making a fool of myself

(and making really great stories)

On my first day of middle school, I waited patiently at the end of my street for 10 minutes before a kindly neighbor informed me that the bus I was waiting for had come and gone before I even arrived at my stop. Frantic, I ran back up the street and begged a ride from my mom. It was not until after she finally dropped me off at school, just in the nick of time, that I realized I had forgotten my lunch, necessitating a call to my (already frustrated) mom, asking her to bring it to me. Middle school was clearly off to a great start.

Flash forward six years to my first full day at Brown. As I finished my first overwhelming meal in the Ratty (so many food options! and so many people I didn’t know, all of whom seemed like they knew exactly what they were doing!), I went to clear my tray and managed to accidentally drop my mostly full cup on the ground, spilling water everywhere. I was so flustered by this that, in my haste to escape before I did something else completely mortifying, I accidentally threw out all my silverware. Later that same day, I took my first shower in the dingy Keeney bathroom. Preoccupied with preparing myself for several more years of wearing flip-flops in the shower, and severely nearsighted with my glasses still on the windowsill outside the shower stall, I didn’t realize until I had completely wrapped a towel around myself that it was the towel of the girl showering next to me rather than my own. Somehow, nothing had changed, and all those middle school feelings came rushing back to me. College was clearly off to a great start, too…

These are just a few examples of the many embarrassing things I have done in my lifetime, and I could list many more. Like the time sophomore year I meant to send some supportive words to a friend via a private Facebook message and instead sent it to a group message, accidentally telling 50 people (including someone I had previously sort-of dated) that I loved them. Or the time I got norovirus my freshman year and threw up in front of 90 percent of the people I knew on campus at the time. Or the time this past summer when I spilled pudding all over myself and all my possessions right before I got on a train for six hours. Some of these things were out of my control—after all, I don’t really have much of a say in when my body is going to get sick—but that doesn’t stop me from feeling embarrassed about them. And all of these events have all taken place in the last three years since I’ve been at Brown, which means that there are countless stories from high school and middle school that I can’t even begin to recount. Not that that’s particularly unusual—I think most people have at least a few embarrassing stories about themselves in middle school, which tends to be universally acknowledged as an awkward time, a time when you thought you were really cool but in actuality, you were really, really not. But at this point, middle school was a long time ago. Why does it feel like (almost) nothing has changed? Shouldn’t I have, like, matured by now? When will I stop feeling like a clumsy teenager and become the cool, confident adult I thought I was supposed to grow up to be? (Maybe never.)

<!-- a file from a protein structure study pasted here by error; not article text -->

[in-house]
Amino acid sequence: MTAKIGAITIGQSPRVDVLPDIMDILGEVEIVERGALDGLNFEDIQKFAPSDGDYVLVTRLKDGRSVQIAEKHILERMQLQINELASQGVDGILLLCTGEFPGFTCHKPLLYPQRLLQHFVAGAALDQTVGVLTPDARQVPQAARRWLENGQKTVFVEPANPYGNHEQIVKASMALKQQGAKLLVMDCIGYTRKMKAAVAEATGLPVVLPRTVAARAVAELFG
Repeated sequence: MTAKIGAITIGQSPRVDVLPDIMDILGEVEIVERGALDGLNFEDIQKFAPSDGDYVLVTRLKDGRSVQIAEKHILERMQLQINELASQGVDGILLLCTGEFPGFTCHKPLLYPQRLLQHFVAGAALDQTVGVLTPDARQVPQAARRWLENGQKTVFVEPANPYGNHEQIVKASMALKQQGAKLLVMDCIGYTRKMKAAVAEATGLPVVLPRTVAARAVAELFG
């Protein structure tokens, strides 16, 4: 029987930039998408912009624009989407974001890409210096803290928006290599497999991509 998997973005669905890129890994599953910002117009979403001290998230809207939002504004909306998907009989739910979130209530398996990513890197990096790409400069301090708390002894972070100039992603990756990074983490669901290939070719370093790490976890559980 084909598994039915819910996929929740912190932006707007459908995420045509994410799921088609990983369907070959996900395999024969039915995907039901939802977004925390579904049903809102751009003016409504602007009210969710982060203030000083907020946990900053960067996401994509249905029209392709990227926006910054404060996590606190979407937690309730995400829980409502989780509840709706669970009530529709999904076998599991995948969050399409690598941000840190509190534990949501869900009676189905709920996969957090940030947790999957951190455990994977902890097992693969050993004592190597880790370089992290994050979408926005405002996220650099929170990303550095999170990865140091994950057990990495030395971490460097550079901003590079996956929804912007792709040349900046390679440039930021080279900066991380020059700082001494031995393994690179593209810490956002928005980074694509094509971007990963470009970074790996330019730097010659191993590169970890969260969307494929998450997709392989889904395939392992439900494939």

There are people who don’t get embarrassed easily, and I envy them, since I have never been one of them. I was always pretty shy growing up and I have a tendency to blush, hide my face, cry, or sometimes do all three at once when I get embarrassed. It’s one thing to feel embarrassment easily, and it’s another to have visible signs of that humiliation show up on your face or in your body language. Then, of course, because you know that other people can tell you’re uncomfortable, you feel even more self-conscious and begin to blush and/or cry even more. And so the cycle perpetuates. And it feels like it will never go away, like I could live to be 100 and still remember that awkward thing I said or did when I was 13 or 17 or 21 just as vividly as the day it happened.

I don’t know if this is how it’s supposed to be, if growing up should have just as many awkward interactions and cringe-worthy stories as all of my early teens. The Internet also makes it much easier to preserve these moments. I never used Tumblr or MySpace or livejournal when I was in middle or high school, but my Facebook has more than its fair share of awkward photos and weird comments (y did we all used 2 type lyk dis?). It’s easy enough to go back through my social media profiles and feel secondhand embarrassment about a younger me. But will I someday look back on the things I write or post now and feel the same embarrassment about them? I hope not, but it’s hard to tell.

As I approach my senior year at Brown, I think I’ve made a lot of progress in conquering my shyness, becoming more confident, and becoming (slightly) less prone to embarrassment. Maybe it’s that I’ve developed coping skills or gotten a little better at laughing things off than I used to be. But there are some positives to having embarrassing things continue to happen in my life as I get older. Once the initial mortification wears off, they make really good stories. Telling my friends about weird or awkward things that happen in my life often prompts them to share similar stories, and ultimately I end up feeling comforted that it’s not just me that feels this way. We’re all still figuring it out—sometimes feeling red-faced or awkward, sometimes unsure whether to laugh or cry—but at least we’re all in this growing up thing together.